Whenever the personal information are incomplete, outdated, false, unlawfully obtained, used for unauthorized purposes or are no longer necessary for the purpose, the data subject has the right to order such information to be suspended, withdrawn, blocked, removed or destroyed by the information controller. The data privacy has also the right to demand indemnity for the injury caused by such information which is incomplete, outdated, false or unlawfully obtained.
Section 20 ensures security of personal information. It provides:
“The personal information controller must implement reasonable and appropriate organizational, physical and technical measures intended for the protection of personal information against any accidental or unlawful destruction, alteration and disclosure, as well as against any other unlawful processing.”
This provision guarantees that the personal information of the data subject will be protected and secured. This way, it will be easy to disclose your personal information, even privileged information, because you know that it is safe. The law puts a heavy burden on the information controller to ensure that the information obtained will only be used for lawful purposes.
This law, as what Senator Anggara said, will not only boost the confidence of potential investors in the country’s IT-BPO industry, but also the trust of ordinary citizens in e-government initiatives.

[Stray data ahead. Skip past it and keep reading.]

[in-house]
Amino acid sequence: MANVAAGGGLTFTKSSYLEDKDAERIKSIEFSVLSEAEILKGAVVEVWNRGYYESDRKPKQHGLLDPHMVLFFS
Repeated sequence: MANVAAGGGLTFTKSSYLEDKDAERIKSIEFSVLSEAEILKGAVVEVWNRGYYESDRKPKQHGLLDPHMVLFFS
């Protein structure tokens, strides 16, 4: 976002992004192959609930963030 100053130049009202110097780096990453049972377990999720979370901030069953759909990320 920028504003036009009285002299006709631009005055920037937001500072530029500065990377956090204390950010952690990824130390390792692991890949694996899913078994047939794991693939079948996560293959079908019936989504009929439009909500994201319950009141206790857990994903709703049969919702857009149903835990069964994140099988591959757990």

What are the contentious provisions of RA 10173?
There are provisions in the law that I find interesting, if not contentious. First, is section 5 of the law which provides that:
” Nothing in this Act shall be construed as to have amended or repealed the provisions of Republic Act No. 53, which affords the publishers, editors or duly accredited reporters of any newspaper, magazine or periodical of general circulation protection from being compelled to reveal the source of any news report or information appearing in said publication which was related in any confidence to such publisher, editor, or reporter.”
It may readily appear that this is a benefit under RA 10173. However, if you read it carefully, such provision will likely invite abuse of right on the part of the media men. The provision may be used as a cloak to protect their evil intent in reporting libelous, false or fraudulent information. As the law states, media men may not be compelled to disclose the personal information of their source. What I am afraid of is that, media men may report libelous, false or fraudulent information, claiming that they gathered it through a reliable source, where in fact such source does not exist. They may not be compelled to disclose it and may easily invoke this provision of law.
Another provision that is noteworthy of mentioning is section 7 which provides that: To administer and implement the provisions of this Act, and to monitor and ensure compliance of the country with international standards set for data protection, there is hereby created an independent body to be known as the National Privacy Commission, xxxx”